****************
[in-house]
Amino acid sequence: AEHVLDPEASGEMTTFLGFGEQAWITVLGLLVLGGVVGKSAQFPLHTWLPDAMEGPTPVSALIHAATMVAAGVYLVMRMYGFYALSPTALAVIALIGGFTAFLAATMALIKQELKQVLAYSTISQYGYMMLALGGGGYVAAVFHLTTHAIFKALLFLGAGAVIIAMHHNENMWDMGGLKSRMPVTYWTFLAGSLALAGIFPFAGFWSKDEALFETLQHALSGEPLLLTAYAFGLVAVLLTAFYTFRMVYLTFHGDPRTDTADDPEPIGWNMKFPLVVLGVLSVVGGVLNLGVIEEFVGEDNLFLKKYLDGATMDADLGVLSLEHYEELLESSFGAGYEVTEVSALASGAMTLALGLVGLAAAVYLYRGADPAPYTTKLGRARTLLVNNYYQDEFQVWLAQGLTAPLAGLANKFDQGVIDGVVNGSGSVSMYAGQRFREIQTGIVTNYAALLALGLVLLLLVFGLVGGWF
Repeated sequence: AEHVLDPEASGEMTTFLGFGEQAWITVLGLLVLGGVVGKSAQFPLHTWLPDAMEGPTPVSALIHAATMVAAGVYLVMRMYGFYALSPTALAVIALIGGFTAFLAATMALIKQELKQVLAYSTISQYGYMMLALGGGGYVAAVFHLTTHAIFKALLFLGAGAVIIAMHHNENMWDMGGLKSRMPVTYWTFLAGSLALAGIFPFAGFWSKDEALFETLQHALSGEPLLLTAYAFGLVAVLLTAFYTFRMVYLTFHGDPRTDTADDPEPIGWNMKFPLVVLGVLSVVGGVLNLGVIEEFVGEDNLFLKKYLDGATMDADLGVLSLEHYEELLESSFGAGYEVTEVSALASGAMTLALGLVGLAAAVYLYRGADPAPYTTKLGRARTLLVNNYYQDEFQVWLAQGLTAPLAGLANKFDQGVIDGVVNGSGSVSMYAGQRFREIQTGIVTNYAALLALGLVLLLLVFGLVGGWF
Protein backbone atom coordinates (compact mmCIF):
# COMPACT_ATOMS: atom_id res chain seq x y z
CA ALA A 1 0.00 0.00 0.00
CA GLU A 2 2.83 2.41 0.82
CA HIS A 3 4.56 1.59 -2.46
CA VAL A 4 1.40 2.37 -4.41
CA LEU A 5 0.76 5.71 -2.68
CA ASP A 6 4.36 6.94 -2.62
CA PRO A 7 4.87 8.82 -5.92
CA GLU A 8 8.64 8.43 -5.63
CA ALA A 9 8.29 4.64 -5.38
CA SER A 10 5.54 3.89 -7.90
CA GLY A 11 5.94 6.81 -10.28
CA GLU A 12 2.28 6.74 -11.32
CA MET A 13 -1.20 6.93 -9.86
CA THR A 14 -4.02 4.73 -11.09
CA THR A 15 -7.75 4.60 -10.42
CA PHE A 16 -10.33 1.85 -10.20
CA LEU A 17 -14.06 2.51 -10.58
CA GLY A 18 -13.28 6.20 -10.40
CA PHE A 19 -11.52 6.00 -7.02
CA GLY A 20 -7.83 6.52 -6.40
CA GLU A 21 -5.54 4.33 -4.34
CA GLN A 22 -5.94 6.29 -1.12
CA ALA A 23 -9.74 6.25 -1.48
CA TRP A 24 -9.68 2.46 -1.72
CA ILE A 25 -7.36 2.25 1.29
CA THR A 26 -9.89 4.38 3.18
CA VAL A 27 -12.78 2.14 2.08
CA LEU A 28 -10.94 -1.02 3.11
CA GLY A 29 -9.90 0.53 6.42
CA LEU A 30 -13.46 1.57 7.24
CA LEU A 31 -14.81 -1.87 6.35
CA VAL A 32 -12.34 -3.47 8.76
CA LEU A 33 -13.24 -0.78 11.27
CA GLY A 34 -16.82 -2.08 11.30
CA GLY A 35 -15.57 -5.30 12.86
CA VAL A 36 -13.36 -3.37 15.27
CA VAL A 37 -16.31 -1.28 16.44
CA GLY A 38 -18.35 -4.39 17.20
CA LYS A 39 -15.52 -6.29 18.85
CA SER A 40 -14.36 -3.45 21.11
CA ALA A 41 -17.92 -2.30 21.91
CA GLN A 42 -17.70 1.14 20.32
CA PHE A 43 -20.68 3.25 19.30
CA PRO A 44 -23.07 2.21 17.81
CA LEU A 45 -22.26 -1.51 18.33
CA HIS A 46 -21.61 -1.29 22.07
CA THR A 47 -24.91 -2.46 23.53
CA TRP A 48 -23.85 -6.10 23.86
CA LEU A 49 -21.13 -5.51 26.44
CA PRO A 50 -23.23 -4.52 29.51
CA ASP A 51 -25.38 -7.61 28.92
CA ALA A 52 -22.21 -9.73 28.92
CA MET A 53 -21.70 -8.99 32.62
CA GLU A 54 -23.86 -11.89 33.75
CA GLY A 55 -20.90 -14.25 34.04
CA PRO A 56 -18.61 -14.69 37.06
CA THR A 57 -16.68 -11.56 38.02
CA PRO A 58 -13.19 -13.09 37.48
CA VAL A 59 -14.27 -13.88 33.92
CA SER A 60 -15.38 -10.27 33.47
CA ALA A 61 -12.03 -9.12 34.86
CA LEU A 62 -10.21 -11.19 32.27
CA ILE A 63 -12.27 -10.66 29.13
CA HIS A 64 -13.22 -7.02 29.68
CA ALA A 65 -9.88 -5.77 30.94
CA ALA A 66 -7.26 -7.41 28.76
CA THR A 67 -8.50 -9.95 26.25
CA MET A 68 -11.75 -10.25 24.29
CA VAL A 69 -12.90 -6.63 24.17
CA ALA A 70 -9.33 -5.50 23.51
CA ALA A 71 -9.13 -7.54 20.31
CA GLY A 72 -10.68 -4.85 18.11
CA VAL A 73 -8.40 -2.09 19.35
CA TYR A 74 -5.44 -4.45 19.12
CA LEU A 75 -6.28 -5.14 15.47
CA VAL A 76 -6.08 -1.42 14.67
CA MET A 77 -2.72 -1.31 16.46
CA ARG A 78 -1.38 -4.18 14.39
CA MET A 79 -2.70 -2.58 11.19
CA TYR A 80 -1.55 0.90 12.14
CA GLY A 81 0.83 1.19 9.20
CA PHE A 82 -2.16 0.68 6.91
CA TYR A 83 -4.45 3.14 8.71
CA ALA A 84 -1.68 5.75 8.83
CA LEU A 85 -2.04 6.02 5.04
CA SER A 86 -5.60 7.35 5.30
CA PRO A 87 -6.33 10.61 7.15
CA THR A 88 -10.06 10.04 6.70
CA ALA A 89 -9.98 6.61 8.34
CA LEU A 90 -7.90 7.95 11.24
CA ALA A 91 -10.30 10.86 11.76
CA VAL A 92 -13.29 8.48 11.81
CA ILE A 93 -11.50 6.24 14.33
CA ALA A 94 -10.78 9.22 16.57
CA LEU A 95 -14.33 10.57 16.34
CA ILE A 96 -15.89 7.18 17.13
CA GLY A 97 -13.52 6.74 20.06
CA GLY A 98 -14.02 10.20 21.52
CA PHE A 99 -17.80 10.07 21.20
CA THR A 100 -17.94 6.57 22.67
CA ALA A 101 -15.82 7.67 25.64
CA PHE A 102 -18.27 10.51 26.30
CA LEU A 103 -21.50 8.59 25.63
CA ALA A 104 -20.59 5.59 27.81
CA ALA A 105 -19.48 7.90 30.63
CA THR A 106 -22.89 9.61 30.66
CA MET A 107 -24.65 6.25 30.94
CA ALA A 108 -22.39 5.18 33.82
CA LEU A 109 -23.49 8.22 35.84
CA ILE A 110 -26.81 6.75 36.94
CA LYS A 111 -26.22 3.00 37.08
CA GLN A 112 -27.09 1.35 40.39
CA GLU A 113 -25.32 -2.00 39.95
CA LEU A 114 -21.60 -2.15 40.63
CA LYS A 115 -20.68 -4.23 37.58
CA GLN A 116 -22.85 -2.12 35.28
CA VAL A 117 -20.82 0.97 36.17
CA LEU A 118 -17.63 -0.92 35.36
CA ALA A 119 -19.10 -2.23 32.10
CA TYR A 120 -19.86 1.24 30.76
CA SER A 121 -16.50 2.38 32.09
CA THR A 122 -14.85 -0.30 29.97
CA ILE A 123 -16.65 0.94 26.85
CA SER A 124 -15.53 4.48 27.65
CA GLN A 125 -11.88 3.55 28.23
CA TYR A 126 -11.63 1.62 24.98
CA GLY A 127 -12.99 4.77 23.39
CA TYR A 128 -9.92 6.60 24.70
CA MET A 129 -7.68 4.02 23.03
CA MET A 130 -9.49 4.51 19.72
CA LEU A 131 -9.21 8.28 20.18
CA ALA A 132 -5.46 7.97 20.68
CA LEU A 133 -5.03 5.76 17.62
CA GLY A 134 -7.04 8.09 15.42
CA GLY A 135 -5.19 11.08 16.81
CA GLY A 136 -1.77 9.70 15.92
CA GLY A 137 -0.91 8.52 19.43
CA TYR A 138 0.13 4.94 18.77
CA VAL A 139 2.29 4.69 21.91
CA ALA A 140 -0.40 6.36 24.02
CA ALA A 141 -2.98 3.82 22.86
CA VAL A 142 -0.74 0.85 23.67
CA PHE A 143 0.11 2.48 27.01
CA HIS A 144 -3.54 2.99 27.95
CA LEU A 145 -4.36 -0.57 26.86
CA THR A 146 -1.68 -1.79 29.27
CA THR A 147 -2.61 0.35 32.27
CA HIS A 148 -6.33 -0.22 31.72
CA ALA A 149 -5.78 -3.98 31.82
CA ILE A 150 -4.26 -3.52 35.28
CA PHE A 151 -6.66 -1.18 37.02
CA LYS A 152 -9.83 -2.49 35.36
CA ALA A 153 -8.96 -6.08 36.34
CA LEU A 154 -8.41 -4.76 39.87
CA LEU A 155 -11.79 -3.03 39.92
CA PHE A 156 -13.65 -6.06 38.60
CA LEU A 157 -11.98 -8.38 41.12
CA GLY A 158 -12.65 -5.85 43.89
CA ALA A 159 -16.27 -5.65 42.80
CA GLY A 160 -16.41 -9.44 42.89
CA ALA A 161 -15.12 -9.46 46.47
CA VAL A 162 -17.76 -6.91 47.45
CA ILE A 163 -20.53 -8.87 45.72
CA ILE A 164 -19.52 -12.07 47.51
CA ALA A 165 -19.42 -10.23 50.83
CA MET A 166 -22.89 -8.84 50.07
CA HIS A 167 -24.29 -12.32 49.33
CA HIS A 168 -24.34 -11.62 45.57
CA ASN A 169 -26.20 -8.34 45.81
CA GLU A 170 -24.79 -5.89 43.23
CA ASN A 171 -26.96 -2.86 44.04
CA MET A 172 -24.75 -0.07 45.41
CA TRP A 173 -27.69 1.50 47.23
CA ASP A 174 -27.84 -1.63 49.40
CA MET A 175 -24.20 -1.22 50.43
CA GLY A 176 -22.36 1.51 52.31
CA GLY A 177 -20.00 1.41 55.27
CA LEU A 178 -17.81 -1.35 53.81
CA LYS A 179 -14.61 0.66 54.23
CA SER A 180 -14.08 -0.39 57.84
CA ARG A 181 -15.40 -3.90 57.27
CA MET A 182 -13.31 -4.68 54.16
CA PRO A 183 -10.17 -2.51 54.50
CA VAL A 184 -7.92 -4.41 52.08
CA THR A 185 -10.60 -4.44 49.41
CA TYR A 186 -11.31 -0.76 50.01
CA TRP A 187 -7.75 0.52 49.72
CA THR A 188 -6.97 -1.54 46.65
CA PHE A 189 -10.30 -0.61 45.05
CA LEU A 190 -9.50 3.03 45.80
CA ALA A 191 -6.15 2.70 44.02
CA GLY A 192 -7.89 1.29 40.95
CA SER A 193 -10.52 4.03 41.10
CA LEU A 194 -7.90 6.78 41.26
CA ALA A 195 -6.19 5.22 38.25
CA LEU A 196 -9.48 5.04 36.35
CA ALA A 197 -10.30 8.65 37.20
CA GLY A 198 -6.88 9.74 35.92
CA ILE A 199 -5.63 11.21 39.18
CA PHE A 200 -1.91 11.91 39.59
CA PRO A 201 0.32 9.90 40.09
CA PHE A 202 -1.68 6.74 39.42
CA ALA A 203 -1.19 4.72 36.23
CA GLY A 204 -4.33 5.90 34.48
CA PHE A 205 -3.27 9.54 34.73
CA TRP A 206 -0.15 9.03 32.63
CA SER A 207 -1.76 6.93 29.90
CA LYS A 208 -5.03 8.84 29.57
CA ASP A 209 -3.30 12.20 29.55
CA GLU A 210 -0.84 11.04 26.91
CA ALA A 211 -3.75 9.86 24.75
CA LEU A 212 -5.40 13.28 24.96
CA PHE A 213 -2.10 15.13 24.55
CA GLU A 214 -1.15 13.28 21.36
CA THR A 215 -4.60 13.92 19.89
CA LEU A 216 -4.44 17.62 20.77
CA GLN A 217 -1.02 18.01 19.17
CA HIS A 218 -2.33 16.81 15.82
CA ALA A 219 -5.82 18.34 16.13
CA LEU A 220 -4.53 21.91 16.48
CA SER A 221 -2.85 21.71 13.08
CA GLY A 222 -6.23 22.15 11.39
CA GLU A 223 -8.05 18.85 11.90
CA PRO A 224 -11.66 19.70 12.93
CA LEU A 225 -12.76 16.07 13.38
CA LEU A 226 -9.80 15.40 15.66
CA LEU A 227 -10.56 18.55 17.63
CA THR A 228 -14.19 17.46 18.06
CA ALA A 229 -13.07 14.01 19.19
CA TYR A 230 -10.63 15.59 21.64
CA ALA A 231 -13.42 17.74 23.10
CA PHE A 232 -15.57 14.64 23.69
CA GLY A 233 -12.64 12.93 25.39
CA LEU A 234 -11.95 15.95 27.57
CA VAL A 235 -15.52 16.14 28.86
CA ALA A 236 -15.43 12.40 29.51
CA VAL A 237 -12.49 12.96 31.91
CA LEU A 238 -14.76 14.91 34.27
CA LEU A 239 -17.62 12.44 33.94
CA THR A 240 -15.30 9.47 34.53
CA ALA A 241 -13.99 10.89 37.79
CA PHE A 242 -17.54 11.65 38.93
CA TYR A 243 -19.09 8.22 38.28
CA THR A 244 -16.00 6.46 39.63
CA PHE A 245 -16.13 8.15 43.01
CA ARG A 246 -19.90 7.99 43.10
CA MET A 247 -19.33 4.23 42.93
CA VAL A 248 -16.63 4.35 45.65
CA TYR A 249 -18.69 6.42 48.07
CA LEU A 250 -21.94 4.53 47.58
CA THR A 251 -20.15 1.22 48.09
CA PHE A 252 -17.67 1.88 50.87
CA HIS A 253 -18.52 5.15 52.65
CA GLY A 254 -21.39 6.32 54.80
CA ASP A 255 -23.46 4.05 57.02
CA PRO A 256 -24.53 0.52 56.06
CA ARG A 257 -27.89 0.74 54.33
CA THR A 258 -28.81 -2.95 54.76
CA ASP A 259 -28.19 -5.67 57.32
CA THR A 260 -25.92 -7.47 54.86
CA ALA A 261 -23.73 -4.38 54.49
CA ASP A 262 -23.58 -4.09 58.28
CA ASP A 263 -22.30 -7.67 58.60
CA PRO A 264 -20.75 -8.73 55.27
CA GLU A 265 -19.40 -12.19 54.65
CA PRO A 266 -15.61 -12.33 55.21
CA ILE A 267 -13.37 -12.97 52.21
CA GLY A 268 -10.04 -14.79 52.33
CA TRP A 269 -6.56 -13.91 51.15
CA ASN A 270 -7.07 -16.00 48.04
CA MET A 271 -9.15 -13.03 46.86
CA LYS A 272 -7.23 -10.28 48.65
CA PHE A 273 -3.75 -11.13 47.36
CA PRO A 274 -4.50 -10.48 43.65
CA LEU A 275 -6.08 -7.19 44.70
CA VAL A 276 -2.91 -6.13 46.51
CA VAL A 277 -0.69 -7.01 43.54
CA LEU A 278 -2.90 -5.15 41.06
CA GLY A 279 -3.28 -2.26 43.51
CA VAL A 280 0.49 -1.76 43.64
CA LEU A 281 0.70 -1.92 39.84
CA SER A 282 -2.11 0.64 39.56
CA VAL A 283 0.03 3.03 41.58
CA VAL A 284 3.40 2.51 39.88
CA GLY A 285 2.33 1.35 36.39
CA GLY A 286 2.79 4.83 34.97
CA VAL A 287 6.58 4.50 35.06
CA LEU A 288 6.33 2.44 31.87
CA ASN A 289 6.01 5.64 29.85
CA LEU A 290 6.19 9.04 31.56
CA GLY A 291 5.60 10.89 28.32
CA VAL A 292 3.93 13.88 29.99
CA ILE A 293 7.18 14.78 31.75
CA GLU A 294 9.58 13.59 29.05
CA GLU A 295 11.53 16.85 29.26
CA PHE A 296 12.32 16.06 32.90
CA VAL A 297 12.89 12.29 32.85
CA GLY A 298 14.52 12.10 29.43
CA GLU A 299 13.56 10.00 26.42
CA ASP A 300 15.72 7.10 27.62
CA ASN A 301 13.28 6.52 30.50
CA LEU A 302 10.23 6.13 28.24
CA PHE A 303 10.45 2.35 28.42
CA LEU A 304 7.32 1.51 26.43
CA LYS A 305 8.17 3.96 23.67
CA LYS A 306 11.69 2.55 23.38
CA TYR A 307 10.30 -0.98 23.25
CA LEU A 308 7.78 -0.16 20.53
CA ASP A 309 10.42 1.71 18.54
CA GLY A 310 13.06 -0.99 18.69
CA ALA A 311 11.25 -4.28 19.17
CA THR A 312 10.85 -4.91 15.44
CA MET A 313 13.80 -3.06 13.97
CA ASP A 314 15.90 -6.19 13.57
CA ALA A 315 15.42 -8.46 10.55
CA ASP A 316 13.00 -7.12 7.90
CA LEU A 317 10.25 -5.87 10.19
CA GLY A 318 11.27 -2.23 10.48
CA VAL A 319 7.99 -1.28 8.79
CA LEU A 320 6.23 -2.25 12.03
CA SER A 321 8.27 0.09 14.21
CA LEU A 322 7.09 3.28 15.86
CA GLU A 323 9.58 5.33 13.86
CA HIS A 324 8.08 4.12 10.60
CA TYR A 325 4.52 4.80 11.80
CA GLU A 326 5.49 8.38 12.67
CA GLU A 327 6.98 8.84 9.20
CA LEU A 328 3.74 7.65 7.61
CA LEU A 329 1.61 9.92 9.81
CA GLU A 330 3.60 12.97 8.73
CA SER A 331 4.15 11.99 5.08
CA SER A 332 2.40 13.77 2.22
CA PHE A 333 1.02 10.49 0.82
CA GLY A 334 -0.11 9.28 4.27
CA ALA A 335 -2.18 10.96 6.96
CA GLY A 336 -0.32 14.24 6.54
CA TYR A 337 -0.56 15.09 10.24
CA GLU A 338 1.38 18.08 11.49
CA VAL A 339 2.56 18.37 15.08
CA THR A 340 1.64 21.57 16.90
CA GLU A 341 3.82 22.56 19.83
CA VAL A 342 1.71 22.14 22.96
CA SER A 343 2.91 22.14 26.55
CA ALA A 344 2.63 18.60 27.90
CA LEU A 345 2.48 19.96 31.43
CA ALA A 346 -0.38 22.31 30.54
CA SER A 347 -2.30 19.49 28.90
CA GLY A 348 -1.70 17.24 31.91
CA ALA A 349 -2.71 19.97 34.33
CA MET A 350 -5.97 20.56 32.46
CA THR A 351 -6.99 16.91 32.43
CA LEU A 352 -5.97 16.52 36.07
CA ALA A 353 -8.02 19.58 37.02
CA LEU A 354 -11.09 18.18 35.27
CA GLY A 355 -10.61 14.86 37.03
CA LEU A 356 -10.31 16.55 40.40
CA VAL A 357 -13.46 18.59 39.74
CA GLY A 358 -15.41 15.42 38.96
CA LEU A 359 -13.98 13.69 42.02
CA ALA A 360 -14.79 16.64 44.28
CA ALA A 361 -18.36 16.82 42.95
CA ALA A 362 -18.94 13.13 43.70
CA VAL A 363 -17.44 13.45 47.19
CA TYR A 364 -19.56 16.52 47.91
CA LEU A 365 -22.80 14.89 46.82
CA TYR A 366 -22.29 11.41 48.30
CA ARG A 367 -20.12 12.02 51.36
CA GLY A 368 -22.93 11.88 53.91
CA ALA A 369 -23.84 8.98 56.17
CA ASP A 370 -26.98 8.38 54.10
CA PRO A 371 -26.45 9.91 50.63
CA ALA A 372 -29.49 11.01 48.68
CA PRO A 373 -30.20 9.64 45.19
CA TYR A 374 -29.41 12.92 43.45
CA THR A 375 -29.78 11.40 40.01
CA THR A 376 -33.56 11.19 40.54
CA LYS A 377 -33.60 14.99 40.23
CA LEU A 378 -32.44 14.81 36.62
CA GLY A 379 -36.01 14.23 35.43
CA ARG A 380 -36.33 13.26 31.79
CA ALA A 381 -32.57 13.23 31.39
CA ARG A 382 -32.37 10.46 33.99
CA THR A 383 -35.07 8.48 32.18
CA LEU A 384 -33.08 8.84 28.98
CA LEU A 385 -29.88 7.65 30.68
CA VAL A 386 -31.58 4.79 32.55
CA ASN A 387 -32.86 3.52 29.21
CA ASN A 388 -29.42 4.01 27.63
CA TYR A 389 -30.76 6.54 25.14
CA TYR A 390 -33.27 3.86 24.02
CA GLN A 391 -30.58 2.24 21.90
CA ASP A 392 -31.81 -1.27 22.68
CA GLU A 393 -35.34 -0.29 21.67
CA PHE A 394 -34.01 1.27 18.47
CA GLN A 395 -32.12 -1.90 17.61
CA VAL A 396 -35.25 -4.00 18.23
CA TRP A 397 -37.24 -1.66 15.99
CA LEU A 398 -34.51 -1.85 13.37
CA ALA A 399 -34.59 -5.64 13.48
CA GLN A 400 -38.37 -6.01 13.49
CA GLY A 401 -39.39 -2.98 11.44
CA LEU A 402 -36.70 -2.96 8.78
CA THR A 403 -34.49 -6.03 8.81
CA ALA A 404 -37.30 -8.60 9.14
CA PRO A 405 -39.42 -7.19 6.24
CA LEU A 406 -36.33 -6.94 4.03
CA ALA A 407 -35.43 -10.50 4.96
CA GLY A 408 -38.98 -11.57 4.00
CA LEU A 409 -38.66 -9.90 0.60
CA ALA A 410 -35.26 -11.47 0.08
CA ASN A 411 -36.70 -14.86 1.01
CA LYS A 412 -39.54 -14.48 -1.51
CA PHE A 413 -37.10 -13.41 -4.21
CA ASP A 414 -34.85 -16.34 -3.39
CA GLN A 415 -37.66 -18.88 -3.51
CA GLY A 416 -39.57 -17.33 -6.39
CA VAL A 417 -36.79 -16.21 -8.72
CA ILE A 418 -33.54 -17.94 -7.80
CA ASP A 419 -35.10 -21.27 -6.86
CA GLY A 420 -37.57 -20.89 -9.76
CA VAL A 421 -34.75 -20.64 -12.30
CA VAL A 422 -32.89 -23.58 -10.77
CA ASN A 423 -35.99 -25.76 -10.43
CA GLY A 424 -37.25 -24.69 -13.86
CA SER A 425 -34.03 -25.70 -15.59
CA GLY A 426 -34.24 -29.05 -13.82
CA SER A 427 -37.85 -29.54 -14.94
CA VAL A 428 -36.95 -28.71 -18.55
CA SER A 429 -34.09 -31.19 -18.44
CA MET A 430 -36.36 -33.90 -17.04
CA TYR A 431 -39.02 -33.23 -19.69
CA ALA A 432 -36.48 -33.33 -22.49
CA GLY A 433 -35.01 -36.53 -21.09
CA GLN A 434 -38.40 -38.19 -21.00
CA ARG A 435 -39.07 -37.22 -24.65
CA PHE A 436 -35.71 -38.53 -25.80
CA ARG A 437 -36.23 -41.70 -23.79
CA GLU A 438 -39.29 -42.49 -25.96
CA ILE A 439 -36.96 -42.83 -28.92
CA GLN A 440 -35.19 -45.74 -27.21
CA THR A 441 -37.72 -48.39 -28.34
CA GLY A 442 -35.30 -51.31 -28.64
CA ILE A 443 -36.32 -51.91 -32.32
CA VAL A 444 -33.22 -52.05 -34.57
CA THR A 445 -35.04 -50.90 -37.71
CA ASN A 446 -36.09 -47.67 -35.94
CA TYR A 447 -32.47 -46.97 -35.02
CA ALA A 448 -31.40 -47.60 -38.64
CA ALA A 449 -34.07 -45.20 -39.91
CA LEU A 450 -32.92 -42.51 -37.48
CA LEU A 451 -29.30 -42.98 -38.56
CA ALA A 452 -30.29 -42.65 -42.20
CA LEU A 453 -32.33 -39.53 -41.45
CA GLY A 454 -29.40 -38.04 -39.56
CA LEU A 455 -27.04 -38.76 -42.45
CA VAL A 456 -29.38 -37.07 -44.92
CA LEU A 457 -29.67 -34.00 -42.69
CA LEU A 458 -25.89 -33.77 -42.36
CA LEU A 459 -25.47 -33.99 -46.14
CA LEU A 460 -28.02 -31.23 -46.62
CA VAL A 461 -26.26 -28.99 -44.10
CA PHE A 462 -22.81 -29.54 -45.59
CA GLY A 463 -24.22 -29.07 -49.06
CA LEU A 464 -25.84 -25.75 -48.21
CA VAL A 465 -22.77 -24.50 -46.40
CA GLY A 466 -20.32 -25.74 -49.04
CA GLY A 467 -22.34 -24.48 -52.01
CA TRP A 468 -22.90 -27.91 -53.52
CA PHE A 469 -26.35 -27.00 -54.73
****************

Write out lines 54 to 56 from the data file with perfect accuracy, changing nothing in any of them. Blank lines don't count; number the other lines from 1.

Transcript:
CA LEU A 49 -21.13 -5.51 26.44
CA PRO A 50 -23.23 -4.52 29.51
CA ASP A 51 -25.38 -7.61 28.92